Elizarov, S. M., Mironov, V. A., and Danilenko, V. N. (2000) Calcium-induced alterations in the functioning of protein serine/threonine and tyrosine kinases in Streptomyces fradiae cells, IUBMB Life, 50, 139–143.CrossRefPubMedGoogle Scholar
  34. 34.
    Thompson, J. D., Higgins, D. G., and Gibson, T. J. (1994) CLUSTAL W: improving the sensitivity of progressive multiple sequence alignment through sequence weighting, position-specific gap penalties and weight matrix choice, Nucleic Acids Res., 22, 4673–4680.CrossRefPubMedCentralPubMedGoogle Scholar
  35. 35.
    Notredame, C., Higgins, D. G., and Heringa, J. (2000) T-Coffee: a novel method for fast and accurate multiple sequence alignment, J. Mol. Biol., 302, 205–217.CrossRefPubMedGoogle Scholar
  36. 36.
    Nicholas, K. B., Nicholas, H. B., Jr., and Deerfield, D. W. (1997) II. GeneDoc: analysis and visualization of genetic variation, EMB News, 4, 14.Google Scholar
  37. 37.
    Altschul, S. F., Gish, W., Miller, W., Myers, E. W., and Lipman, D. J. (1990) Basic local alignment search tool, J. Mol. Biol., 215, 403–410.CrossRefPubMedGoogle Scholar
  38. 38.
    Tamura, K., Peterson, D., Peterson, N., Stecher, G., Nei, M., and Kumar, S. (2011) MEGA5: molecular evolutionary genetics analysis using maximum likelihood, evolutionary distance, and maximum parsimony methods, Mol. Biol. Evol., 28, 2731–2739.CrossRefPubMedCentralPubMedGoogle Scholar
  39. 39.
    Saitou, N., and Nei, M. (1987) The neighbor-joining method: a new method for reconstructing phylogenetic trees, Mol. Biol. Evol., 4, 406–425.PubMedGoogle Scholar
  40. 40.
    Felsenstein, J. (1985) Confidence limits on phylogenies: an approach using the bootstrap, Evolution, 39, 783–791.CrossRefGoogle Scholar
  41. 41.
    Cousin, C., Derouiche, A., Shi, L., Pagot, Y., Poncet, S., and Mijakovic, I. (2013) Protein-serine/threonine/tyrosine kinases in bacterial signaling and regulation, FEMS Microbiol. Lett., 346, 11–19.CrossRefPubMedGoogle Scholar
  42. 42.
    Pereira, S. F., Goss, L., and Dworkin, J. (2011) Eukaryotelike serine/threonine kinases and phosphatases in bacteria, Microbiol. Mol. Biol. Rev., 75, 192–212.CrossRefPubMedCentralPubMedGoogle Scholar
  43. 43.
    Lu, P., Villellas, C., Koul, A., Andries, K., Lill, H., and Bald, D. (2014) The ATP synthase inhibitor bedaquiline interferes with small-molecule efflux in Mycobacterium smegmatis, J. Antibiot. (Tokyo), DOI: 10.1038/ja. 2014.74.Google Scholar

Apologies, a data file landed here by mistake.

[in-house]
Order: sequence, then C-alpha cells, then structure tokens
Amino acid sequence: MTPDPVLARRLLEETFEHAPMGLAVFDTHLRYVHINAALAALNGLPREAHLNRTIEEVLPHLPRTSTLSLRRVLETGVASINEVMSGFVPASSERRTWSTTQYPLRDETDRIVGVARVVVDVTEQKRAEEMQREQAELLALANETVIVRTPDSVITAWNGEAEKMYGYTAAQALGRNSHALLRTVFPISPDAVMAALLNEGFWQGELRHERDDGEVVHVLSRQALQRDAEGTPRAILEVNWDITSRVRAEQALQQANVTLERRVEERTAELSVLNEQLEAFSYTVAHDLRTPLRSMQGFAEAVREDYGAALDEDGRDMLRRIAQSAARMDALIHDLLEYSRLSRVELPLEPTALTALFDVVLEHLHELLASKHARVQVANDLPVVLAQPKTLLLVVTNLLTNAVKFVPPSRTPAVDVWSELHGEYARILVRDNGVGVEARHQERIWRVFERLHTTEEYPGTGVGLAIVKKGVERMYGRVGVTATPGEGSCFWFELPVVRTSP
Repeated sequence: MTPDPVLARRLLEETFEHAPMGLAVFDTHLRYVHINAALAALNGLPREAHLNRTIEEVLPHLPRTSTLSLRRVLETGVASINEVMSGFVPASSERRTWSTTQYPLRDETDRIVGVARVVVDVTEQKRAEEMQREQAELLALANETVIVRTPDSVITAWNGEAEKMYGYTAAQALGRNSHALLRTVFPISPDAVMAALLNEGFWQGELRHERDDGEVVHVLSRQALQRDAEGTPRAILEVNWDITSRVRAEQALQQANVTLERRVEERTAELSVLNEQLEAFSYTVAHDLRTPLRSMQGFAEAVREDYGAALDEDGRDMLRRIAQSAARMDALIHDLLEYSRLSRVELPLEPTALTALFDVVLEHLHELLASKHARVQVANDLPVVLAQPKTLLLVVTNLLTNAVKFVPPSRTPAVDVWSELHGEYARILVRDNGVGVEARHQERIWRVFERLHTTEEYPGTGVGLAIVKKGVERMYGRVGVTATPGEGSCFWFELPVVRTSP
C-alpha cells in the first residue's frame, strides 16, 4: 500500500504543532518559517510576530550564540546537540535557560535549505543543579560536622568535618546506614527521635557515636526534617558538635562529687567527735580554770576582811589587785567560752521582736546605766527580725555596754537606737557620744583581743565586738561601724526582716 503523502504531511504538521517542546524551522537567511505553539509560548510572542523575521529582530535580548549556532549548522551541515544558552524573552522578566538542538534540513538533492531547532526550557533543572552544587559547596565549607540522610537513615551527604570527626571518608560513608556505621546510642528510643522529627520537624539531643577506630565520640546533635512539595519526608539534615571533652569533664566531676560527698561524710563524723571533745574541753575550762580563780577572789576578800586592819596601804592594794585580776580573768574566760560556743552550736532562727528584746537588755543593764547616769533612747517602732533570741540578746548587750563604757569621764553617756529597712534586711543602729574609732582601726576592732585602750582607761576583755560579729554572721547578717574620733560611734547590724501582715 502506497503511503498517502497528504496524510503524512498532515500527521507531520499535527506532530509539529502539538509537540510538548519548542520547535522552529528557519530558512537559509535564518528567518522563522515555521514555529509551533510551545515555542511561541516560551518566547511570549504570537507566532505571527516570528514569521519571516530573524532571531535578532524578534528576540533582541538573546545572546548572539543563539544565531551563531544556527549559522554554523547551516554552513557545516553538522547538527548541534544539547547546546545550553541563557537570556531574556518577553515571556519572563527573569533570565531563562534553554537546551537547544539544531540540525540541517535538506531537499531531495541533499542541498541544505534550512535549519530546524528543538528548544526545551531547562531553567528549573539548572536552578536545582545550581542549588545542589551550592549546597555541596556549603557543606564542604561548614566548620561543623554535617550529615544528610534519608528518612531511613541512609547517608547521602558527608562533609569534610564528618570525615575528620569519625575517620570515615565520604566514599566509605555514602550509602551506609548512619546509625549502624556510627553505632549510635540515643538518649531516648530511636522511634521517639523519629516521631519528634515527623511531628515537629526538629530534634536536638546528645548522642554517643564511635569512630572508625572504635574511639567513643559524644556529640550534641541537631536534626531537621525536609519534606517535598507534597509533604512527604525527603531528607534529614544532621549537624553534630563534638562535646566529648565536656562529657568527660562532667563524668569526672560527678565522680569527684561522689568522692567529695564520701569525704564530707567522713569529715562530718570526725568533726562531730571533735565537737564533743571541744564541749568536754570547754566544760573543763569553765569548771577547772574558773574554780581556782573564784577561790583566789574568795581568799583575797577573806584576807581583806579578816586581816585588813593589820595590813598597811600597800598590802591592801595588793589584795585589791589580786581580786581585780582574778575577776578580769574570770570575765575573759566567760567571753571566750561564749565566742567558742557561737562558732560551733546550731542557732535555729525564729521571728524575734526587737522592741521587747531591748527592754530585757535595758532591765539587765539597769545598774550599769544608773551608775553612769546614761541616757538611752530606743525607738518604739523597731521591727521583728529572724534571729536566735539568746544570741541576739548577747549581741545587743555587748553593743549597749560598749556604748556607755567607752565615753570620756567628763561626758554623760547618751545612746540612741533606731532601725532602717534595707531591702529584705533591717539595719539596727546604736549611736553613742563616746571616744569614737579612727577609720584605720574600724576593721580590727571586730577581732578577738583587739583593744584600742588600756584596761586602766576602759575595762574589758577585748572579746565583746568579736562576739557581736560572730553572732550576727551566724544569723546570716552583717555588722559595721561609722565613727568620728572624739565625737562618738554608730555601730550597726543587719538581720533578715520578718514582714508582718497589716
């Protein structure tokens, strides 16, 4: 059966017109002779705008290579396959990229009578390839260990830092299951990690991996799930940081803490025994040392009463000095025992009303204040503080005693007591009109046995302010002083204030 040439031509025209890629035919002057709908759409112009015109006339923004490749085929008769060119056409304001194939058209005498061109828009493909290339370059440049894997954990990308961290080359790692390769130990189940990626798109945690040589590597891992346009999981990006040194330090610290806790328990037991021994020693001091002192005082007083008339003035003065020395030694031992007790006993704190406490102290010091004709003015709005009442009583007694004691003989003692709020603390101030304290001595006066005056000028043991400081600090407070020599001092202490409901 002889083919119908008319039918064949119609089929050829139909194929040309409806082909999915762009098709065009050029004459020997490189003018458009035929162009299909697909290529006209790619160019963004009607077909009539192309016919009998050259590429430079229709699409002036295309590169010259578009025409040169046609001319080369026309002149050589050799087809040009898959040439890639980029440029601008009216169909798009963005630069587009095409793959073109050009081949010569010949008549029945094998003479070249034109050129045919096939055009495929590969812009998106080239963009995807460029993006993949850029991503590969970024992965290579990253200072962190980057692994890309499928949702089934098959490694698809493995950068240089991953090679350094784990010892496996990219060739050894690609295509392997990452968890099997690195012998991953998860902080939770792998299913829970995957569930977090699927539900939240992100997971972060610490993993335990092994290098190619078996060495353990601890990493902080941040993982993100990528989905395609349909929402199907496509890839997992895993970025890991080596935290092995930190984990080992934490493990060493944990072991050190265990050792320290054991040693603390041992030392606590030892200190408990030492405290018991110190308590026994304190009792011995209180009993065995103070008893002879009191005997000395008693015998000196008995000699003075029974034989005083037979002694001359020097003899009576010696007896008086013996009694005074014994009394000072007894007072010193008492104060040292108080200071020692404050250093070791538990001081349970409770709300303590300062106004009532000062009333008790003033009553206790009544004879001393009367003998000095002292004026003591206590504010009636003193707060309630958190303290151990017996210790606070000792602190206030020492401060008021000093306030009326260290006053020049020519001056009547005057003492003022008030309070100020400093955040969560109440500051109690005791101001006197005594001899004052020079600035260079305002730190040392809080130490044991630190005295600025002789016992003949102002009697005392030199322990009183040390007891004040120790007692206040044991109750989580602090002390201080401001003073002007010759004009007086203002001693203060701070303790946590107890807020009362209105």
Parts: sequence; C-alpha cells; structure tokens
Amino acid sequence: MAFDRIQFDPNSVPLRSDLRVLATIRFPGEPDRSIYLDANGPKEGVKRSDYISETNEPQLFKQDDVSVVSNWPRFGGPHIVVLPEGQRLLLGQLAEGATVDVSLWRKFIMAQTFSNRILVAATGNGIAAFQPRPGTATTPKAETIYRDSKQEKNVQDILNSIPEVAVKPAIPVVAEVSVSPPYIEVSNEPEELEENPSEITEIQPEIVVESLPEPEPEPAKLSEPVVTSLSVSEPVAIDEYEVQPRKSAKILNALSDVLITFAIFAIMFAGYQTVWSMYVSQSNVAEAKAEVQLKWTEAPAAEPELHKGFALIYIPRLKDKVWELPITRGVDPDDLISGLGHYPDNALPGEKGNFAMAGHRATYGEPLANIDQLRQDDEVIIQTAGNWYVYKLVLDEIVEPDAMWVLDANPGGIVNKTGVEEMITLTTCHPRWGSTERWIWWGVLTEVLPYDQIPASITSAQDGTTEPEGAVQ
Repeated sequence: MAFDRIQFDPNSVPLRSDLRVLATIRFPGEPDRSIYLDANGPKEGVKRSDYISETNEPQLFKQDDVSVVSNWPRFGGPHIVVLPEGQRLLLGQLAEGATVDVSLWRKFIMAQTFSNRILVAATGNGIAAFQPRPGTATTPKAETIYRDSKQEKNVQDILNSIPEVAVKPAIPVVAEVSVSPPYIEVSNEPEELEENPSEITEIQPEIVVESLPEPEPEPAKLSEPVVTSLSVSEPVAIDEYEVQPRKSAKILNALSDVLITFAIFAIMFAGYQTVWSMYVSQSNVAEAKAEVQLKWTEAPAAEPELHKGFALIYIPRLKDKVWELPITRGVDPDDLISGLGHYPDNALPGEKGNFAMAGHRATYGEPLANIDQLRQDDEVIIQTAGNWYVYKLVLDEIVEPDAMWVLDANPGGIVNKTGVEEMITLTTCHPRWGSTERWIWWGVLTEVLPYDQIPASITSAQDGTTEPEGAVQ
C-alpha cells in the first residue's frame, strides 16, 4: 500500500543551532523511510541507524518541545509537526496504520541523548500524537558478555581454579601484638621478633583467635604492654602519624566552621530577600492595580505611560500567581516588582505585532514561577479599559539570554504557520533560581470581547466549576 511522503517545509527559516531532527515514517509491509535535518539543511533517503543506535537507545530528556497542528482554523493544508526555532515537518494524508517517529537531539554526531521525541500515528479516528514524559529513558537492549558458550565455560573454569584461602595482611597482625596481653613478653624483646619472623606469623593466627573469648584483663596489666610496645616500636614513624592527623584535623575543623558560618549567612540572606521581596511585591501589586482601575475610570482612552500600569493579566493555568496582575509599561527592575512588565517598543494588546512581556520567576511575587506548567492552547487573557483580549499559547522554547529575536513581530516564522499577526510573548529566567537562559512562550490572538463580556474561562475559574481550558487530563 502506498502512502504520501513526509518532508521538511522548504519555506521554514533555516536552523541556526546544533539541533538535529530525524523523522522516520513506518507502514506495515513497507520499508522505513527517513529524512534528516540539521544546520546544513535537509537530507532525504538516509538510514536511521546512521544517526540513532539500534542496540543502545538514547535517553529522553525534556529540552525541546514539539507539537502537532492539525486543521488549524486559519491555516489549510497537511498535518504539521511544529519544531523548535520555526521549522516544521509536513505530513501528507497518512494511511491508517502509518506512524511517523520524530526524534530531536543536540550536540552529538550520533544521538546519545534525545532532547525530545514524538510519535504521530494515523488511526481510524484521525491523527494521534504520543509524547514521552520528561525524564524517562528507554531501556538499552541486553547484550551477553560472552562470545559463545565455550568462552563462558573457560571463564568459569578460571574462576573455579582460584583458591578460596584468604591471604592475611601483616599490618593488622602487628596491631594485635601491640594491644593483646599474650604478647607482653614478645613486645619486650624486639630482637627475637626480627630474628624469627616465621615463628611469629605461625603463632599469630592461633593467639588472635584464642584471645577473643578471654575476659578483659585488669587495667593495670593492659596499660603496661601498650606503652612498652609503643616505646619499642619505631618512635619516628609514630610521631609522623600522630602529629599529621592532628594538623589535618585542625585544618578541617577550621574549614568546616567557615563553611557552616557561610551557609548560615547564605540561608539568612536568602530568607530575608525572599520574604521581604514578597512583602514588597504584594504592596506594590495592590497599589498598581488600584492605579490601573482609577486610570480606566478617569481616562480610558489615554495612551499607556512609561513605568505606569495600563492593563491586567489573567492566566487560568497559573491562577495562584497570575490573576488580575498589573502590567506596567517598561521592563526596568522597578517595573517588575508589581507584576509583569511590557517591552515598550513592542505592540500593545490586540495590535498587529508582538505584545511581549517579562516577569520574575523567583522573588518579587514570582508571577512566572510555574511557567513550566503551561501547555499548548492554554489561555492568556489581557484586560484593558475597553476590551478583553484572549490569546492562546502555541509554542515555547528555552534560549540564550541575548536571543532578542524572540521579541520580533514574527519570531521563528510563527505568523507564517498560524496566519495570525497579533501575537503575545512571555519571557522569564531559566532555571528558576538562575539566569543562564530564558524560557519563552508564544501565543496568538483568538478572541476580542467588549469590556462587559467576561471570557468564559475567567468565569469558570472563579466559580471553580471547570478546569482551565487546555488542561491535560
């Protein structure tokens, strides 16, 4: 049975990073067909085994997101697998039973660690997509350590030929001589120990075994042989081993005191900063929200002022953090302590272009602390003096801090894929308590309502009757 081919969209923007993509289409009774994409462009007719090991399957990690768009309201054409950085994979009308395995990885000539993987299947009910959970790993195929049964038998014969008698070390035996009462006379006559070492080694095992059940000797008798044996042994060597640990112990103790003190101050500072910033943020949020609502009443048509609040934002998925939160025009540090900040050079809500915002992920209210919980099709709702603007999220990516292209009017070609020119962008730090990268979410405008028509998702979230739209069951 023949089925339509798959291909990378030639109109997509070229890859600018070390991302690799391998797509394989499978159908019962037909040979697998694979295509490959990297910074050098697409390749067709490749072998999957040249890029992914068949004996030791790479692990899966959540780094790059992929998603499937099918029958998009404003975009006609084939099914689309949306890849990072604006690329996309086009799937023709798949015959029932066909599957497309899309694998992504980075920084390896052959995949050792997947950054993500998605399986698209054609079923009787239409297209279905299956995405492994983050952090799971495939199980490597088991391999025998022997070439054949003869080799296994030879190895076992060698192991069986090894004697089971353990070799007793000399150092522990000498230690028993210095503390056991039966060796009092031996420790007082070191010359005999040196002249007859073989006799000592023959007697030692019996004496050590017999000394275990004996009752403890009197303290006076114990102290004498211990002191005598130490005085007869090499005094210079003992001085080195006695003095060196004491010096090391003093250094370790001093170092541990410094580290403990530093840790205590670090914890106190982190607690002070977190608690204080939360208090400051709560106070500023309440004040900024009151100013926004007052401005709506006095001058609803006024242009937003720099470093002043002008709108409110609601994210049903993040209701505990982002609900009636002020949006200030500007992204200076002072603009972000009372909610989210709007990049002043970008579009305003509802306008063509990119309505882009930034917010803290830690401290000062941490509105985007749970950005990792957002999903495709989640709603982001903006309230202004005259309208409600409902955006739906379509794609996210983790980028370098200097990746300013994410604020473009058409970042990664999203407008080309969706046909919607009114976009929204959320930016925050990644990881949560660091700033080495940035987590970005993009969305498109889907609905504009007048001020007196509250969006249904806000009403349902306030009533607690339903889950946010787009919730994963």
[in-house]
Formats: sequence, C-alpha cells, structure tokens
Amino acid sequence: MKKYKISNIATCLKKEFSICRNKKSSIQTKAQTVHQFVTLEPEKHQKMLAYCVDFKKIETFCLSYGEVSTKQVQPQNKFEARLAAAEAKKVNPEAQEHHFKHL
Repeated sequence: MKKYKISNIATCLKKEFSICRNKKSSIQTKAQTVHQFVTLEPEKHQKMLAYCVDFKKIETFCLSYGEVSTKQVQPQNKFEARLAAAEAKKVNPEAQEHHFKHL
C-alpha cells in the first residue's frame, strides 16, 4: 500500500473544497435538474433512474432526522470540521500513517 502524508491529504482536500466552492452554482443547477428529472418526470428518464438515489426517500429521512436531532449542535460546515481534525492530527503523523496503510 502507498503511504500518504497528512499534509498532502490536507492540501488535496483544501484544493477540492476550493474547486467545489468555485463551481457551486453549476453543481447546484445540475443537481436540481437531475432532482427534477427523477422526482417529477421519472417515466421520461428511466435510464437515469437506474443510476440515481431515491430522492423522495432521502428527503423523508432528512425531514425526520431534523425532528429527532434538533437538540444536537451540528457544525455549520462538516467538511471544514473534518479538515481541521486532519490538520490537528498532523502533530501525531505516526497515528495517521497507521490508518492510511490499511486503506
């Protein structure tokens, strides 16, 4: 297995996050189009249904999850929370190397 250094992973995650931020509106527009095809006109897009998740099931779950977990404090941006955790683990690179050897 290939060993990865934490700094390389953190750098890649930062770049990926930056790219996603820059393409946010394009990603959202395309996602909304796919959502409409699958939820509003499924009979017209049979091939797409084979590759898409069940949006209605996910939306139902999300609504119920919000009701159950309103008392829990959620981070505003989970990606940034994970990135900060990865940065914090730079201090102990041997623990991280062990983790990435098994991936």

44. 44.
    Bald, D., and Koul, A. (2013) Advances and strategies in discovery of new antibacterials for combating metabolically resting bacteria, Drug Discov. Today, 18, 250–255.CrossRefPubMedGoogle Scholar
  45. 45.
    Plotnikov, E. Y., Morosanova, M. A., Pevzner, I. B., Zorova, L. D., Manskikh, V. N., Pulkova, N. V., Galkina, S. I., Skulachev, V. P., and Zorov, D. B. (2013) Protective effect of mitochondria-targeted antioxidants in an acute bacterial infection, Proc. Natl. Acad. Sci. USA, 110, 3100–3108.CrossRefGoogle Scholar
  46. 46.
    Skulachev, V. P., Anisimov, V. N., Antonenko, Y. N., Bakeeva, L. E., Chernyak, B. V., Erichev, V. P., Filenko, O. F., Kalinina, N. I., Kapelko, V. I., Kolosova, N. G., Kopnin, B. P., Korshunova, G. A., Lichinitser, M. R., Obukhova, L. A., Pasyukova, E. G., Pisarenko, O. I., Roginsky, V. A., Ruuge, E. K., Senin, I. I., Severina, I. I., Skulachev, M. V., Spivak, I. M., Tashlitsky, V. N., Tkachuk, V. A., Vyssokikh, M. Y., Yaguzhinsky, L. S., and Zorov, D. B. (2009) An attempt to prevent senescence: a mitochondrial approach, Biochim. Biophys. Acta, 1787, 437–461.CrossRefPubMedGoogle Scholar
  47. 47.
    Skulachev, V. P. (2002) Programmed death phenomena: from organelle to organism, Ann. NY Acad. Sci., 959, 214–237.CrossRefPubMedGoogle Scholar
  48. 48.
    Bekker, O. B., Mavletova, D. A., Lyubimova, I. K., Mironcheva, T. A., Shtil, A. A., and Danilenko, V. N. (2012) Induction of programmed lysis of the Streptomyces lividans culture by the inhibitors of eukaryotic-type serine/threonine protein kinases, Mikrobiologiya, 81, 177–184.Google Scholar
  49. 49.
    Bekker, O. B., Alekseeva, M. G., Osolodkin, D. I., Palyulin, V. A., Elizarov, S. M., Zefirov, N. S., and Danilenko, V. N. (2010) Novel test system for the screening of serine-threonine protein kinase inhibitors: E. coli APHVIII/Pk25 construct, Acta Naturae, 2, 126–139.Google Scholar
  50. 50.
    Elizarov, S. M., Alekseeva, M. G., Novikov, F. N., Chilov, G. G., Maslov, D. A., Shtil, A. A., and Danilenko, V. N. (2012) Identification of the sites of phosphorylation of aminoglycoside phosphotransferase VIII from Streptomyces rimosus, Biochemistry (Moscow), 77, 1258–1265.CrossRefGoogle Scholar

Copyright information

© Pleiades Publishing, Ltd. 2015

Authors and Affiliations

  • M. G. Alekseeva
    • 1
  • T. A. Mironcheva
    • 1
  • D. A. Mavletova
    • 1
  • S. M. Elizarov
    • 2
  • N. V. Zakharevich
    • 1
  • V. N. Danilenko
    • 1
    Email author
  1. 1.Vavilov Institute of General GeneticsRussian Academy of SciencesMoscowRussia
  2. 2.Bach Institute of BiochemistryRussian Academy of SciencesMoscowRussia

Personalised recommendations